The lived experiences of women during their journey to diagnosis of systemic lupus erythematosus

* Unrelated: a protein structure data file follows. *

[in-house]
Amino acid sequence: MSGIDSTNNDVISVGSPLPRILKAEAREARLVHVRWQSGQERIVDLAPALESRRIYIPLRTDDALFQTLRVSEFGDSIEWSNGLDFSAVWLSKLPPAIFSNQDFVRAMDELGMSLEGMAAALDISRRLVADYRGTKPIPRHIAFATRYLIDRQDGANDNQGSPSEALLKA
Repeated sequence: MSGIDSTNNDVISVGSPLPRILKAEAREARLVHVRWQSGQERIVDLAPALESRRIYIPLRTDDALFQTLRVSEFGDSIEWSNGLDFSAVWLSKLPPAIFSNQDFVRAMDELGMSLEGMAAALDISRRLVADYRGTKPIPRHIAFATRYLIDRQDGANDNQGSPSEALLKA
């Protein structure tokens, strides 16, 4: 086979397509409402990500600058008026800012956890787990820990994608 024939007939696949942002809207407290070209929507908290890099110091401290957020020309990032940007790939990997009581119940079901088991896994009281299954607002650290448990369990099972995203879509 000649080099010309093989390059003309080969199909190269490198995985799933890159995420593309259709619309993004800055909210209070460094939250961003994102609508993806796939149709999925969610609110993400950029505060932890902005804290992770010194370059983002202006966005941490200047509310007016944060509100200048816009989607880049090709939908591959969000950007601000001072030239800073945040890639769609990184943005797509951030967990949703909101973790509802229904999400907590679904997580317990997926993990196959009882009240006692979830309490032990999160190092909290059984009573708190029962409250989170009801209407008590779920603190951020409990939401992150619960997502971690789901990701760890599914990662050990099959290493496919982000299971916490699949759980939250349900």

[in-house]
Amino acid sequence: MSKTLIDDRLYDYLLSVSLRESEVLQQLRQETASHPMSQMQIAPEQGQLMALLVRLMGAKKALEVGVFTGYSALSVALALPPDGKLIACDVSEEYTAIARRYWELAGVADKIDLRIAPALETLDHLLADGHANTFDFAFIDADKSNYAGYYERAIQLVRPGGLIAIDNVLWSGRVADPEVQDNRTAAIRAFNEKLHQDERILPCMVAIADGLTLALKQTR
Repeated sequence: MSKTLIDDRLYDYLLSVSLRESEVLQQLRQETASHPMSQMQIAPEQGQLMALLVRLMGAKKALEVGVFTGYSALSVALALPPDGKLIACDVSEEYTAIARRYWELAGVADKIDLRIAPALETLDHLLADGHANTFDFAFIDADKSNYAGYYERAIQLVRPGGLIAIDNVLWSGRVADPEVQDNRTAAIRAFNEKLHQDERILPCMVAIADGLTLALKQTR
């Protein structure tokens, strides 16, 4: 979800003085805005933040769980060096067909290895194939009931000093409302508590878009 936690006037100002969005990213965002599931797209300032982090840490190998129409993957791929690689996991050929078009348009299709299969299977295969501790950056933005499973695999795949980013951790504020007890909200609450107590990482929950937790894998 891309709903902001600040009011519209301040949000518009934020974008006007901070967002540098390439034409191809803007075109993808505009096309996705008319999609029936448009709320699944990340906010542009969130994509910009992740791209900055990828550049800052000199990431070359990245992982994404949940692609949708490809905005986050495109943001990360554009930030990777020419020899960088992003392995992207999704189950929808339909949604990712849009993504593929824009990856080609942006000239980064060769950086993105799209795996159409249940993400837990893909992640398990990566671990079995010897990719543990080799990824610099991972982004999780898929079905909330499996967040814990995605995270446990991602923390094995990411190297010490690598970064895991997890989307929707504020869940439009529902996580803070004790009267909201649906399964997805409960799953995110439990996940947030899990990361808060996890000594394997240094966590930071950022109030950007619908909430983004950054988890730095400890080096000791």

Systemic lupus erythematosus (SLE) is an autoimmune disease that primarily affects women during the third or fourth decade of life. The multisystemic nature of the disease is associated with highly variable onset. The purpose of this descriptive phenomenological study is to explore the meanings of the participant’s life experiences, their perceived challenges of delayed diagnosis, and the influence on their health outcomes. The results of the study are intended to inform health care providers of the challenges encountered by patients while seeking a diagnosis of SLE. It is estimated that SLE affects nearly 1.5 million persons in the United States (US) and three to four times more prevalent in African American females than Caucasian females. Historically, in the U.S., SLE patients had poor outcomes and significant morbidity and mortality. It is theorized that delayed diagnosis of SLE is associated with insufficient health care provider knowledge of clinical manifestations and diagnostic criteria. The study explored the patient's perspective on the challenges faced while seeking a diagnosis. Study participants were recruited from the Houston Chapter of the National Lupus Foundation and the local faith community throughout metropolitan Houston, Texas. Purposive sampling was used to recruit participants who met the inclusion criteria including women age 18 years or older, a confirmed diagnosis of SLE, and English speaking and reading. Data were collected through one-hour semi-structured audio-recorded via Zoom, Face Time, or phone interviews and a demographic data questionnaire. The framework of Lincoln and Guba (1985) will address trustworthiness and will be used to ensure credibility, dependability, transferability, and confirmability. Data analysis will be on-going and guided by Colazzi’s (1978) method of analysis. The steps of Colazzi's method include (1) familiarization, (2) identifying significant statements, (3) formulating meanings, (4) clustering themes, (5) developing an exhaustive description, (6) producing the fundamental structure, and (7) seeking verification of the fundamental structure.